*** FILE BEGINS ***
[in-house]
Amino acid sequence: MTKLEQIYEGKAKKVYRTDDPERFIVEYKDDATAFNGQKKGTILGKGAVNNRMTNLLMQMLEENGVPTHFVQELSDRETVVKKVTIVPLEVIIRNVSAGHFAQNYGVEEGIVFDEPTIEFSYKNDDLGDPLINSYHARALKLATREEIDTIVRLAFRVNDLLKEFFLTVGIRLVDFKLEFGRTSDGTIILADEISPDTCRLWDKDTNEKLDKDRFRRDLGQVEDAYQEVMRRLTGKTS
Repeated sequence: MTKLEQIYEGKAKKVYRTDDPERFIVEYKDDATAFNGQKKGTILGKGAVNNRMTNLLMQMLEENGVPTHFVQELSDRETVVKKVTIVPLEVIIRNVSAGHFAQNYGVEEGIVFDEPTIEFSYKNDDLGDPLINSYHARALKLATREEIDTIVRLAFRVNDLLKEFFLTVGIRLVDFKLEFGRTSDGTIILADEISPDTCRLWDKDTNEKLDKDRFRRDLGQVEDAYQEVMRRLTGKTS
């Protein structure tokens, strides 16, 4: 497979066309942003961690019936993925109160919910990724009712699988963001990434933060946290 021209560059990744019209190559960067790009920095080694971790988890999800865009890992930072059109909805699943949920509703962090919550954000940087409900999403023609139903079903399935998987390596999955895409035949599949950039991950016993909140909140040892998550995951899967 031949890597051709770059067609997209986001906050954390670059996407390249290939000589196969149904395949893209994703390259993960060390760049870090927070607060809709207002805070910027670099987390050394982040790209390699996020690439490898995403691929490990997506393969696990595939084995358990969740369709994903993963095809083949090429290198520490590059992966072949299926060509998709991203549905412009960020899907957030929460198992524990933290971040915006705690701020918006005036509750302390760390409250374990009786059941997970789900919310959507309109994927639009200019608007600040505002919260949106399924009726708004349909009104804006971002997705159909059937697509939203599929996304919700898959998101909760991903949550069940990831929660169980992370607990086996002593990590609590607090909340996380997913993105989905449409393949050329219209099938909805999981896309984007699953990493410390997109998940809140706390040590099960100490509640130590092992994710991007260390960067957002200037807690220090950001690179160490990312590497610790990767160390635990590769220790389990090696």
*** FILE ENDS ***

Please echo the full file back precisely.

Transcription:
[in-house]
Amino acid sequence: MTKLEQIYEGKAKKVYRTDDPERFIVEYKDDATAFNGQKKGTILGKGAVNNRMTNLLMQMLEENGVPTHFVQELSDRETVVKKVTIVPLEVIIRNVSAGHFAQNYGVEEGIVFDEPTIEFSYKNDDLGDPLINSYHARALKLATREEIDTIVRLAFRVNDLLKEFFLTVGIRLVDFKLEFGRTSDGTIILADEISPDTCRLWDKDTNEKLDKDRFRRDLGQVEDAYQEVMRRLTGKTS
Repeated sequence: MTKLEQIYEGKAKKVYRTDDPERFIVEYKDDATAFNGQKKGTILGKGAVNNRMTNLLMQMLEENGVPTHFVQELSDRETVVKKVTIVPLEVIIRNVSAGHFAQNYGVEEGIVFDEPTIEFSYKNDDLGDPLINSYHARALKLATREEIDTIVRLAFRVNDLLKEFFLTVGIRLVDFKLEFGRTSDGTIILADEISPDTCRLWDKDTNEKLDKDRFRRDLGQVEDAYQEVMRRLTGKTS
């Protein structure tokens, strides 16, 4: 497979066309942003961690019936993925109160919910990724009712699988963001990434933060946290 021209560059990744019209190559960067790009920095080694971790988890999800865009890992930072059109909805699943949920509703962090919550954000940087409900999403023609139903079903399935998987390596999955895409035949599949950039991950016993909140909140040892998550995951899967 031949890597051709770059067609997209986001906050954390670059996407390249290939000589196969149904395949893209994703390259993960060390760049870090927070607060809709207002805070910027670099987390050394982040790209390699996020690439490898995403691929490990997506393969696990595939084995358990969740369709994903993963095809083949090429290198520490590059992966072949299926060509998709991203549905412009960020899907957030929460198992524990933290971040915006705690701020918006005036509750302390760390409250374990009786059941997970789900919310959507309109994927639009200019608007600040505002919260949106399924009726708004349909009104804006971002997705159909059937697509939203599929996304919700898959998101909760991903949550069940990831929660169980992370607990086996002593990590609590607090909340996380997913993105989905449409393949050329219209099938909805999981896309984007699953990493410390997109998940809140706390040590099960100490509640130590092992994710991007260390960067957002200037807690220090950001690179160490990312590497610790990767160390635990590769220790389990090696």